Mike Myers scored big with the “Wayne’s World” franchise, but it isn’t his biggest cinematic score.
That came in 1997 when “Austin Powers: International Man of Mystery” hit theaters. The movie wasn’t a huge hit out of the gate. The comedy quickly snared cult film status and sparked a pair of blockbuster sequels.
Suddenly, every third adult at a Halloween party was shouting, “Groovy, baby!” and sporting crushed velvet costumes. What a bold, original character! Only a comic chameleon like Myers could whip up something like Austin Powers.
Have you seen it lately, though?
It’s still cute and funny, and you’ll remember how much the movie impacted pop culture while watching it. Yet the film features so many dead on arrival comic bits you wonder how they survived the final cut. The sequels are worse, repeating the franchise’s best gags while adding little news to the saga.
Mini Me proved a notable exception.
Comedy often ages badly. Other times, we laugh at the freshness of the material without acknowledging the yuks are skin deep. That realization comes with time.
It’s why watching Myers’ 1993 flop “So I Married an Axe Murderer” proved an unexpected treat.
The comic stars as Charlie, a beat poet with a serious fear of commitment. Enter Harriet (“Last Man Standing’s” Nancy Travis). She’s a fetching butcher who clicks with Charlie after he helps her deal with a crush of customers. It could be love, only a tabloid article suggests Harriet is a serial killer who whacks her husbands on their wedding nights.
As black comedies go, “Axe Murderer” is pretty tame. The emphasis is on shtick with a heaping helping of romance.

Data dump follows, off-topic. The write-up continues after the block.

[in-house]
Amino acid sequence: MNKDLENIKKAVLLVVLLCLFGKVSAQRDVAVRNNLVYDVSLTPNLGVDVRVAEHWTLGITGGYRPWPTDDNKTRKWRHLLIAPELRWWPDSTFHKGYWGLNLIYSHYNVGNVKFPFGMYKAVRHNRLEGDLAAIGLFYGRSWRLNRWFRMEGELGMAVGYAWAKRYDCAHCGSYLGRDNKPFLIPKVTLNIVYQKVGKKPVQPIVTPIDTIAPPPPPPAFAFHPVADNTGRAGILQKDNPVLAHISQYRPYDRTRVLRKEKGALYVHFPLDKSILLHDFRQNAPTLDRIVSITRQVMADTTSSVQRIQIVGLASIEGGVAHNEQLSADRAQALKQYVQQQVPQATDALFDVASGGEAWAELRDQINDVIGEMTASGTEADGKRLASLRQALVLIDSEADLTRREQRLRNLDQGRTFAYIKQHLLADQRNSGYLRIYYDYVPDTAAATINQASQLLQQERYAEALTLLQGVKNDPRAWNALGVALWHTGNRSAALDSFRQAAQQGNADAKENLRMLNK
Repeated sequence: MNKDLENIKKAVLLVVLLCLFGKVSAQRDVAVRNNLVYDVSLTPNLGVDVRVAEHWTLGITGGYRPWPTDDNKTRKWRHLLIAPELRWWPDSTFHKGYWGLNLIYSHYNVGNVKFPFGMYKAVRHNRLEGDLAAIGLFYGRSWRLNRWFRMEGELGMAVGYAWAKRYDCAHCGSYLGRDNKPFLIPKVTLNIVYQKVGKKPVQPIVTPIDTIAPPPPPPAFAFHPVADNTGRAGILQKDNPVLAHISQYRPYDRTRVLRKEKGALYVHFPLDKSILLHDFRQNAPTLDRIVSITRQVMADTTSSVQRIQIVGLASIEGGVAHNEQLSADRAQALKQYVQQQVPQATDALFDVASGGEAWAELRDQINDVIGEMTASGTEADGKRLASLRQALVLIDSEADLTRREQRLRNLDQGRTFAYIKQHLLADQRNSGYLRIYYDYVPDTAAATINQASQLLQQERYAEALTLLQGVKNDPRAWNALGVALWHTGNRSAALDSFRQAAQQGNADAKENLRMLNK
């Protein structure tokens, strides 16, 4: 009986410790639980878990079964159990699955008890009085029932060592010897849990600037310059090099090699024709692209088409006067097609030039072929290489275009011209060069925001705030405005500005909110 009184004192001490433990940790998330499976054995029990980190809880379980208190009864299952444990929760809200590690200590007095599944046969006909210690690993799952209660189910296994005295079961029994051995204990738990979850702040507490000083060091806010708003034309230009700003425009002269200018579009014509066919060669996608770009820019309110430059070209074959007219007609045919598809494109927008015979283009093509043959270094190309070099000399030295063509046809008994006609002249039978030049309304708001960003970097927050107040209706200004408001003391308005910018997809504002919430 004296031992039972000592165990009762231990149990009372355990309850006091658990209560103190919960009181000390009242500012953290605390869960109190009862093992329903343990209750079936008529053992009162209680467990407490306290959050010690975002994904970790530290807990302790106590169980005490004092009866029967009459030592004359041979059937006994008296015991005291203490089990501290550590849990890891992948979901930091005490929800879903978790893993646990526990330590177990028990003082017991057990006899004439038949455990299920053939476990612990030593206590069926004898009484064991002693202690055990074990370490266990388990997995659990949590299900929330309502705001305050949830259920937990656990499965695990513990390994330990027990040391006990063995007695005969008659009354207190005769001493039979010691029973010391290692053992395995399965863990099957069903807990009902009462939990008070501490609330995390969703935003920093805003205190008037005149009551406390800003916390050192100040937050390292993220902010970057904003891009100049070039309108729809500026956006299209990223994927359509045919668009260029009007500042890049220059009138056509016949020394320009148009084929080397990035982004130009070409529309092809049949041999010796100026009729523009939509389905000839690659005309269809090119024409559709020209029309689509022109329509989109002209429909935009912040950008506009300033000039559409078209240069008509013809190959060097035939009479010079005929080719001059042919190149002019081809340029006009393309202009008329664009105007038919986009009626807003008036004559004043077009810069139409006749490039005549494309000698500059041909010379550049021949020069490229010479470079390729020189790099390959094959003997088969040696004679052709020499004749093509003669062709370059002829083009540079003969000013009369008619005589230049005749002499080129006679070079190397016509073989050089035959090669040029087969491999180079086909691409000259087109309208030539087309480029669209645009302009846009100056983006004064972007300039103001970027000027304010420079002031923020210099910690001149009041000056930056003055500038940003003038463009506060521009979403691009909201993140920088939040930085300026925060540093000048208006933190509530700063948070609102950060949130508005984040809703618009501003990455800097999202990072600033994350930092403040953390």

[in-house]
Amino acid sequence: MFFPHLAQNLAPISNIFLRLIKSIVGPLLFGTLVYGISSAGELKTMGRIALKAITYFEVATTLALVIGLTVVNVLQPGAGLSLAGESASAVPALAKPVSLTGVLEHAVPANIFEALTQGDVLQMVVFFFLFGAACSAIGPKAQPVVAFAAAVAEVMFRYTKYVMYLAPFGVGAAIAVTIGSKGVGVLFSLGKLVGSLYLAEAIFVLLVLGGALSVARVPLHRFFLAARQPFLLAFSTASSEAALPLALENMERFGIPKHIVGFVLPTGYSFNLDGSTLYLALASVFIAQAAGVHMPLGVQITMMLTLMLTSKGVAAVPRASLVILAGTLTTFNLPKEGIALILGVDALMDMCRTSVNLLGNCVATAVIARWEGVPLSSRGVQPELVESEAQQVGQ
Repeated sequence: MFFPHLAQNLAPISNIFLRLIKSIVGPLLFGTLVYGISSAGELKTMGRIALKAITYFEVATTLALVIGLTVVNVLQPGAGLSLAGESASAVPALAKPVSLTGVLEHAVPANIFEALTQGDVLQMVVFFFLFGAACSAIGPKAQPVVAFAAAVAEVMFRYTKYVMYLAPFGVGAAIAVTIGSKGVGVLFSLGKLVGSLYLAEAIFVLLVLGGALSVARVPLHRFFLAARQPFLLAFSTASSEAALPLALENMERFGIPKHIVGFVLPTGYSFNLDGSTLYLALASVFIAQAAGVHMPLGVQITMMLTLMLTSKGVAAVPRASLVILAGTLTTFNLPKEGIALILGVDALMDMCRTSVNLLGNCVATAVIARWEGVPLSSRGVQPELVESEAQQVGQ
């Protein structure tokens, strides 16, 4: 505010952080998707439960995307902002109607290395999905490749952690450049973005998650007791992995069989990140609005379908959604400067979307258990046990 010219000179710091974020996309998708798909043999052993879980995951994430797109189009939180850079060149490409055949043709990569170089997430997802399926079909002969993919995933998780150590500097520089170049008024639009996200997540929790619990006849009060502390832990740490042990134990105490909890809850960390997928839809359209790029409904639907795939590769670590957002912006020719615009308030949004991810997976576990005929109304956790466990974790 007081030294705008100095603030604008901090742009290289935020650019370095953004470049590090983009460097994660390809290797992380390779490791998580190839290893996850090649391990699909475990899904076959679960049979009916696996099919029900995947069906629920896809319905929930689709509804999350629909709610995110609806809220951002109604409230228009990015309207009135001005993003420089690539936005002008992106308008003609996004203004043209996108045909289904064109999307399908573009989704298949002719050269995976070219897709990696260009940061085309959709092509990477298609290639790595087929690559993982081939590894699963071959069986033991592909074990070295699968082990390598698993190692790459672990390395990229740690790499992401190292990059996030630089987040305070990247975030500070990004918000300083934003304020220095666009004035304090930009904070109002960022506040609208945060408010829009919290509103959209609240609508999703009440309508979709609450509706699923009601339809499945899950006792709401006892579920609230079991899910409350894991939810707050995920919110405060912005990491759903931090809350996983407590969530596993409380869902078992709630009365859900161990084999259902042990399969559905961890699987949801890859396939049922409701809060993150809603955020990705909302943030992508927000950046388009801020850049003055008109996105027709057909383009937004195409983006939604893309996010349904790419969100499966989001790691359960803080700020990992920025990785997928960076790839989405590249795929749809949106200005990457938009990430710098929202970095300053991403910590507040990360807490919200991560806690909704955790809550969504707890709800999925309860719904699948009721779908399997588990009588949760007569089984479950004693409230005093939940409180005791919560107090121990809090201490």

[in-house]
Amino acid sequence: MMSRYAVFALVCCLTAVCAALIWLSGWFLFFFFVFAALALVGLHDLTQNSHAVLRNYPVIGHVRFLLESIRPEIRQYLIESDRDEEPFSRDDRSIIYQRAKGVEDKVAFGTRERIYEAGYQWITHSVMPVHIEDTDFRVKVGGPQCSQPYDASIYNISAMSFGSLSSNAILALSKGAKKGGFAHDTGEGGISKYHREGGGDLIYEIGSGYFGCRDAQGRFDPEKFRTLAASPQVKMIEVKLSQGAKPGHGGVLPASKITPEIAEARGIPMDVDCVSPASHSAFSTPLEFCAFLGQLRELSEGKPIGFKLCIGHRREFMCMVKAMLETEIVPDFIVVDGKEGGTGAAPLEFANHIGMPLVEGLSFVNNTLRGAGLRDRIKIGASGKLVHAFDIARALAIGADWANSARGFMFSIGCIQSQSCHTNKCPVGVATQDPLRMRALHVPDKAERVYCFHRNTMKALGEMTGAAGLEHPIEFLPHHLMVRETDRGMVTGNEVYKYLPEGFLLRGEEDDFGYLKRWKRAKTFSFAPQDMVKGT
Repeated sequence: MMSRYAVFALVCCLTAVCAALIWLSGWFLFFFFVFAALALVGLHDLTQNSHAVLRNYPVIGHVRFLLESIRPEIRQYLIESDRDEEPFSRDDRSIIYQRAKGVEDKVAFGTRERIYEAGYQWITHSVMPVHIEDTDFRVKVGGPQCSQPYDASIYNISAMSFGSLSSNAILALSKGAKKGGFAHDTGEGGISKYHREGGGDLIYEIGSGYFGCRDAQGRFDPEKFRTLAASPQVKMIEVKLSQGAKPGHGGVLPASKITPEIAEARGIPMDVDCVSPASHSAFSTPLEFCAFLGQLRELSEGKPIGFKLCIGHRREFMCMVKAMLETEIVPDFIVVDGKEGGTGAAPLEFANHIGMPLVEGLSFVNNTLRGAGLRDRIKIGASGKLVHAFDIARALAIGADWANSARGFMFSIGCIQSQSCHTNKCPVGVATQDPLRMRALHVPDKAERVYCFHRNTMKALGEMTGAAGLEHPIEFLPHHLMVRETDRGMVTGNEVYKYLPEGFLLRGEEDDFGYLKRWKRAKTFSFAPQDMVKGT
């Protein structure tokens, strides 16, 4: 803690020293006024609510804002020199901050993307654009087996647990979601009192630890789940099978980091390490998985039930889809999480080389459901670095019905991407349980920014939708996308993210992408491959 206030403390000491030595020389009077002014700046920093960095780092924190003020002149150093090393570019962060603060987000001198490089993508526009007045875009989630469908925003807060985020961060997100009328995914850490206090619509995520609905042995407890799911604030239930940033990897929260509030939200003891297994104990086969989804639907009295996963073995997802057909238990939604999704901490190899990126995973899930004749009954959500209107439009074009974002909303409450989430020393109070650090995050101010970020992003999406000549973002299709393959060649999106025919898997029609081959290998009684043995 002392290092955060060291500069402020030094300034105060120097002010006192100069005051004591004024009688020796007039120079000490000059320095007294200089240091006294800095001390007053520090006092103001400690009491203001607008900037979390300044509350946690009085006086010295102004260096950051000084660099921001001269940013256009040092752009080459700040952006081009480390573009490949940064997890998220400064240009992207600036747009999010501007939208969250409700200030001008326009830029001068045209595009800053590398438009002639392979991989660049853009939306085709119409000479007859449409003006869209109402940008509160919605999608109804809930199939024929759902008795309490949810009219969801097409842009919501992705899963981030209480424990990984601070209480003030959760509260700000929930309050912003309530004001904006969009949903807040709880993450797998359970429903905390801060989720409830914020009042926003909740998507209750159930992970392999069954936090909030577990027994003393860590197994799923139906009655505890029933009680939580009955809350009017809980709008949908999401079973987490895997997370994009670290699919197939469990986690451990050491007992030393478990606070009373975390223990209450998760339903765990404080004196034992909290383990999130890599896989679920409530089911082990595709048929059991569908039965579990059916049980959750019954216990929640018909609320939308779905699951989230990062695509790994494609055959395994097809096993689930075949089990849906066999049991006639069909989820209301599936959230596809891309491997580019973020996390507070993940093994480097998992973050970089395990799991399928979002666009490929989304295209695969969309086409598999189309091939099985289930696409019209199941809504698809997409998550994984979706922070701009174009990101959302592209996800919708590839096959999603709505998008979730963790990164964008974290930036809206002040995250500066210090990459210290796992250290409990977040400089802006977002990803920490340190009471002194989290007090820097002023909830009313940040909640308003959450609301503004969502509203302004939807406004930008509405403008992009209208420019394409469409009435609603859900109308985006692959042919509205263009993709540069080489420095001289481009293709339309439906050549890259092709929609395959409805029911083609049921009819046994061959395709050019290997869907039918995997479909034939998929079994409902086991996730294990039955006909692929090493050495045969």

The film’s flaws are easy to spot. Anthony LaPaglia’s turn as Charlie’s cop buddy is not just thinly sketched. He appears to be smirking at some of the jokes mid-scene. Myers may have broken out thanks to “Saturday Night Live,” but laughing in character is only cool on a live TV show.
Myers thinks his mugging should be sufficient to carry entire scenes, like his character bonding with Harriet in the butcher’s shop. He’s often proved wrong.
The film’s rewards are considerable all the same. Take the soundtrack, a pure ’90s collection powered by the Boo Radley’s cover of “There She Goes.” The film can’t get enough of the ditty, and it’s easy to see why. The song’s shimmery pop never wears out its welcome.
The screenplay’s oddball touches have only grown over time.
Charlie’s dad (also Mike Myers) is employed perfectly here. He’s a Scot with an accent as thick as a bowl of haggis. His scenes stop the movie cold … but you won’t mind a bit.
The story celebrates the patriarch’s long-standing marriage to fellow scene stealer Brenda Fricker. That gives the main romance some heft while allowing these outsized souls a sense of their humanity.
FAST FACT: The child actor who plays Charlie’s younger brother (Matt Doherty) is listed in the film’s credits as “Heed.” As in, ‘Heed, down!”
The film’s third act teases the “is she really an axe murderer” question to its breaking point. Poor Charlie is scampering along a pitched roof while the film’s killer sprints after him. (no spoilers here…) And while some comedies abandon the laughs to wrap the story up, “Axe Murderer” refuses to take that easy way out.
We even get a crotch punishing moment worthy of a Benny Hill bit.
Credit director Thomas Schlamme of “The West Wing fame, an old pro who proves a superior partner to Myers than “Austin Powers” helmer Jay Roach. The term “kill your darlings” rushes to mind while watching any of the “Austion Powers” films.
“Axe Murderer” also features some out of the blue cameos with mixed results. The late, great Phil Hartman has but one small scene, but his knack for deadpan delivery nails the moment.
An appearance by the future Kramer, Michael Richards? It’s darn near torturous. Any movie smart enough to include a Charles Grodin cameo, though, is doing something right.
Lesser comedies (think “Happy Gilmore,” “Billy Madison” and “Tommy Boy”) are now considered “classics.” Age and nostalgia play a heavy role in that reassessment.
“So I Married an Axe Murderer,” for all its flaws, deserves to be lumped in with those modestly endearing romps.